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What Do Living Things Have In Common?

Author(s):

"What is a Living Thing and How Does a Living Thing Respond to Its Environment?" is a unit designed to be taught prior to teaching the adopted FOSS curriculum on life sciences. In this unit students are given time to think about and discuss the fundamental question, "What is a Living Thing?" They are also introduced to a process for planning science investigations on the topic of how different living things interact with their environment.

Drosophila Genetics

Author(s):

The focus of this module is to have students learn and understand basic Mendelian genetics, specifically the inheritance patterns of organisms.  To achieve this goal, students will use Drosophila melanogaster, the common fruit fly. Using Drosophila, students will predict patterns of inheritance of recessive and X-linked recessive mutations and then observe first-hand how these mutations (traits)

Drosophila genetics 2 part lesson

Author(s):

The focus of this module is to have students learn and understand basic Mendelian genetics, specifically the inheritance patterns of organisms.  To achieve this goal, students will use Drosophila melanogaster, the common fruit fly. Using Drosophila, students will predict patterns of inheritance of recessive and X-linked recessive mutations and then observe first-hand how these mutations (traits)

Drosophila genetics 2 part lesson

Author(s):

The focus of this module is to have students learn and understand basic Mendelian genetics, specifically the inheritance patterns of organisms.  To achieve this goal, students will use Drosophila melanogaster, the common fruit fly. Using Drosophila, students will predict patterns of inheritance of recessive and X-linked recessive mutations and then observe first-hand how these mutations (traits)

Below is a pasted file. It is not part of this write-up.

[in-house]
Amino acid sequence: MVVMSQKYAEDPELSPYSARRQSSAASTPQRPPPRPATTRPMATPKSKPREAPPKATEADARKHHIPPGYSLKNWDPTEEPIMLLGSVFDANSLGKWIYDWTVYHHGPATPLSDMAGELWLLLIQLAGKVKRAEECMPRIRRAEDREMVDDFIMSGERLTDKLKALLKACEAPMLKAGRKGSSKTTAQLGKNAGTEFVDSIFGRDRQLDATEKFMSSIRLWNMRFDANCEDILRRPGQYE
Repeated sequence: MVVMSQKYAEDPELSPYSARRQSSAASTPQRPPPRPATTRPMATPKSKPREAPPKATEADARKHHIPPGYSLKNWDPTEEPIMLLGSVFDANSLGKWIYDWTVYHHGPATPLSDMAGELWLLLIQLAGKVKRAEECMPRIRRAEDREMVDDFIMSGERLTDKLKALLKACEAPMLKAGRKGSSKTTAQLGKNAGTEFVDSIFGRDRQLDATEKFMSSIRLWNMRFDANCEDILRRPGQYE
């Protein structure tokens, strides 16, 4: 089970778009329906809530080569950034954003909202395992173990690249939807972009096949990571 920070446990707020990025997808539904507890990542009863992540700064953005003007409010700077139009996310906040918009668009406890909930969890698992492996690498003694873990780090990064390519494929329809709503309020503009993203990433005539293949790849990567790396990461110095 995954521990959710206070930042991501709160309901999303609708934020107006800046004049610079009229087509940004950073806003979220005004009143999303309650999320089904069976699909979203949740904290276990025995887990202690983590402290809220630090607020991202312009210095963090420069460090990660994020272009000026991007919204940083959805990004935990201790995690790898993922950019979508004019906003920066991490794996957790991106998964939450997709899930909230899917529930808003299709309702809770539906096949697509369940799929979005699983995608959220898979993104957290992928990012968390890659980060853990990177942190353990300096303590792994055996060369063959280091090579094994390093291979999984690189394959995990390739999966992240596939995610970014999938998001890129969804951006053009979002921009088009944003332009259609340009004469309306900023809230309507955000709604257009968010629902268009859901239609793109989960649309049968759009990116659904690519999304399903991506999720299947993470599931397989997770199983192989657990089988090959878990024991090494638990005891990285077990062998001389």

What is a Living Thing, and How Does a Living Thing Respond to Its Environment? A lesson series (public version)

Author(s):

"What is a Living Thing and How Does a Living Thing Respond to Its Environment?" is a unit designed to be taught prior to teaching the adopted FOSS curriculum on life sciences. In this unit students are given time to think about and discuss the fundamental question, "What is a Living Thing?" They are also introduced to a process for planning science investigations on the topic of how different living things interact with their environment. The unit ends with students deciding on a testable question, designing an investigation, doing the investigation, collecting data and drawing conclusions. Students then create poster presentations of their investigation for a grade level science fair.

What is a Living Thing, and How Does a Living Thing Respond to Its Environment? A lesson series

Author(s):

"What is a Living Thing and How Does a Living Thing Respond to Its Environment?" is a unit designed to be taught prior to teaching the adopted FOSS curriculum on life sciences. In this unit students are given time to think about and discuss the fundamental question, "What is a Living Thing?" They are also introduced to a process for planning science investigations on the topic of how different living things interact with their environment. The unit ends with students deciding on a testable question, designing an investigation, doing the investigation, collecting data and drawing conclusions. Students then create poster presentations of their investigation for a grade level science fair.

ALternative energy lesson series

Author(s):

A lesson series for grades 4-5 on alternative energy sources.

 

Investigating the types of energy in different objects (lesson one of eight)

Author(s): Ben Engel, Arthur Millius, Lisa Monti and Helen Wong-Lew

Investigating the types of energy in different objects (lesson one of eight)

Class discussion on what energy is and different examples of energy. Instructors write words associated with each type of energy. Students pick an object and classify what energy it has. Students now take turns describing their object and defining what sort of energy it has.

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Conversion of energy into different forms (lesson two of eight)

Author(s): Ben Engel, Arthur Millius, Lisa Monti and Helen Wong-Lew

Conversion of energy into different forms (lesson two of eight)

Students investigate flash paper, rubber bands, a mechanical crank, and a radiometer to determine the energy conversion occurring in each.

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